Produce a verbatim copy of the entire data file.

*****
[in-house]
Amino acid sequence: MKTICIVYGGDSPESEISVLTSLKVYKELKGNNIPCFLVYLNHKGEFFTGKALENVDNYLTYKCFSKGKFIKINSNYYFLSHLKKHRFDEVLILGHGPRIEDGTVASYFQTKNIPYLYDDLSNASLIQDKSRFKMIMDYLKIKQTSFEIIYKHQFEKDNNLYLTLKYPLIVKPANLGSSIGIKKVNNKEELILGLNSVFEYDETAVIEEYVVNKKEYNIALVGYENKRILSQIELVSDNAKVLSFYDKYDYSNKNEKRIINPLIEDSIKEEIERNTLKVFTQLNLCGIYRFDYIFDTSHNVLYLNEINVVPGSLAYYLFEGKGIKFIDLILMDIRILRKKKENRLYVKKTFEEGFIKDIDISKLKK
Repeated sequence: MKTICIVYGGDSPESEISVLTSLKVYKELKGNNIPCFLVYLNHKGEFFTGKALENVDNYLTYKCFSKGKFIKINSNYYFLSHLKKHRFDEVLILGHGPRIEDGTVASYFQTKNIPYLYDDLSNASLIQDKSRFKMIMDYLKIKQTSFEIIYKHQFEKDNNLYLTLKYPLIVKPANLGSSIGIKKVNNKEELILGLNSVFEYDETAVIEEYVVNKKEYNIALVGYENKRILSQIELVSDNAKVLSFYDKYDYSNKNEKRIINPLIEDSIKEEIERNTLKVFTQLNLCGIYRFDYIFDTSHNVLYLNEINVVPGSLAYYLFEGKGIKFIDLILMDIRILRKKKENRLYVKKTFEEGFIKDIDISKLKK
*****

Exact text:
[in-house]
Amino acid sequence: MKTICIVYGGDSPESEISVLTSLKVYKELKGNNIPCFLVYLNHKGEFFTGKALENVDNYLTYKCFSKGKFIKINSNYYFLSHLKKHRFDEVLILGHGPRIEDGTVASYFQTKNIPYLYDDLSNASLIQDKSRFKMIMDYLKIKQTSFEIIYKHQFEKDNNLYLTLKYPLIVKPANLGSSIGIKKVNNKEELILGLNSVFEYDETAVIEEYVVNKKEYNIALVGYENKRILSQIELVSDNAKVLSFYDKYDYSNKNEKRIINPLIEDSIKEEIERNTLKVFTQLNLCGIYRFDYIFDTSHNVLYLNEINVVPGSLAYYLFEGKGIKFIDLILMDIRILRKKKENRLYVKKTFEEGFIKDIDISKLKK
Repeated sequence: MKTICIVYGGDSPESEISVLTSLKVYKELKGNNIPCFLVYLNHKGEFFTGKALENVDNYLTYKCFSKGKFIKINSNYYFLSHLKKHRFDEVLILGHGPRIEDGTVASYFQTKNIPYLYDDLSNASLIQDKSRFKMIMDYLKIKQTSFEIIYKHQFEKDNNLYLTLKYPLIVKPANLGSSIGIKKVNNKEELILGLNSVFEYDETAVIEEYVVNKKEYNIALVGYENKRILSQIELVSDNAKVLSFYDKYDYSNKNEKRIINPLIEDSIKEEIERNTLKVFTQLNLCGIYRFDYIFDTSHNVLYLNEINVVPGSLAYYLFEGKGIKFIDLILMDIRILRKKKENRLYVKKTFEEGFIKDIDISKLKK